A microwave and a kettle is no longer enough. You don’t need to go OTT, but a good coffee machine no longer costs the earth (Nespresso even does subscription models that give you the machine). A fridge is definitely recommended, as more people bring their own food for lunch and give them space to eat, so they aren’t eating at their desk. Getting them away from their desks and screens allows them to relax properly.
5. Work/life balance
After four months of lockdown, your team has probably worked out when the work more effectively and how long they can work in one stretch before they need a break. Encourage your team to continue this as they return to the office. If you have early risers in the team, make sure they can get into the office at 7am if they wish to. If they leave at 3 or 4pm, no worries. Some may prefer the other end of the day.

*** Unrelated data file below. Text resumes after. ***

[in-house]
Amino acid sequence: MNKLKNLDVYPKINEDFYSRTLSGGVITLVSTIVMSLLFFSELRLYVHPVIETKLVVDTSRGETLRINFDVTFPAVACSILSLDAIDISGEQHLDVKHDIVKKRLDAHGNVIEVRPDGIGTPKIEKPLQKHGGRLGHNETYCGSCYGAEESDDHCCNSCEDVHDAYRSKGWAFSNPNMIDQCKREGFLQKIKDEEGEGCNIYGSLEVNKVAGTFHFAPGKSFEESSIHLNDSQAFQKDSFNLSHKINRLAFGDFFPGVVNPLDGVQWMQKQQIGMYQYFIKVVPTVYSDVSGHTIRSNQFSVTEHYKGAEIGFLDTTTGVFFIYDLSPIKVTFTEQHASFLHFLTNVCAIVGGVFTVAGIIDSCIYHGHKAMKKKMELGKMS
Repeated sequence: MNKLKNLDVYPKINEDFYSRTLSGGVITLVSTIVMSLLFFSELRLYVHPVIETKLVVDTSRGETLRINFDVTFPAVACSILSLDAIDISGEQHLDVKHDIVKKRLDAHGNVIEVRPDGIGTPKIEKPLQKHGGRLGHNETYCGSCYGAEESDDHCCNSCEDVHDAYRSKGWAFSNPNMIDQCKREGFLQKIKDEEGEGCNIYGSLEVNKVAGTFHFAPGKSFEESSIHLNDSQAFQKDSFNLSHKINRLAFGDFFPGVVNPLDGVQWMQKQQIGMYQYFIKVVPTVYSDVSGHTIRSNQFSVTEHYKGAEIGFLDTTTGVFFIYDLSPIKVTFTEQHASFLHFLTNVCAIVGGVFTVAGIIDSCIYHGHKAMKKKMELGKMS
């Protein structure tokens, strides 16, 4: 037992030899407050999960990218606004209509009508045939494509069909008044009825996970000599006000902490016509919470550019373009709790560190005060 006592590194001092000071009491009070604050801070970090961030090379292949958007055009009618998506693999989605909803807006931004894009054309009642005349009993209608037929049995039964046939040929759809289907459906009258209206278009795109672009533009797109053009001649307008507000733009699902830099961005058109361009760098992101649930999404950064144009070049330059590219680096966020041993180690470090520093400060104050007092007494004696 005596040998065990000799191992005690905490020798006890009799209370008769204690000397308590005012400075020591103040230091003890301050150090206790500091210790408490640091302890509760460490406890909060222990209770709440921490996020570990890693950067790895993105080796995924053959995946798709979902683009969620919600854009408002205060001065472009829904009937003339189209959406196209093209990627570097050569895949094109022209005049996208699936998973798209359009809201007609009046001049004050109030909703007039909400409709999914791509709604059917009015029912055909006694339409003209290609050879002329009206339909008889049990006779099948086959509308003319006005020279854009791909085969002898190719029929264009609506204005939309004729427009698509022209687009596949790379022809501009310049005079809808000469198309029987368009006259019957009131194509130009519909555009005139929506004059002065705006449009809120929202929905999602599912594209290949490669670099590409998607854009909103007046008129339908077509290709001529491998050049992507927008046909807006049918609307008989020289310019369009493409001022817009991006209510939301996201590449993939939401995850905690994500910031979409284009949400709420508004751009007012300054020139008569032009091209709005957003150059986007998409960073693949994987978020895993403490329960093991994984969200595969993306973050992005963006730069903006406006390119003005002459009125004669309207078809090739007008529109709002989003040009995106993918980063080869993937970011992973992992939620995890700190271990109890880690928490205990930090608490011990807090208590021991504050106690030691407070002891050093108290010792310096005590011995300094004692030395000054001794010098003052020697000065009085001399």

Products such as Microsoft Teams will also mean they can work from anywhere if they wish. As the schools head back in September, there may be a few anxious parents, or children, worrying about going back into crowded spaces. Ensuring your teams are comfortable saying they are going to be working from home for a few days is key to maintaining their trust and productivity.
As long as they are working effectively, it really doesn’t matter, does it.
Open plan offices are efficient uses of space, but they also mean that everyone can hear what their desk neighbours are talking about. More and more companies are installing privacy pods to make conference calls (video or phone) less invasive and more confidential. There are 100’s of designs available to meet your needs.
Hotdesking is something that is particularly prevalent at the moment. With people being encouraged to sit further apart, your internet connectivity needs to cope. Strong WiFi into every corner of the office is vital. Don’t forget to cover the relaxation areas too, as people want to sit with their laptops there for a while.
7. Physical health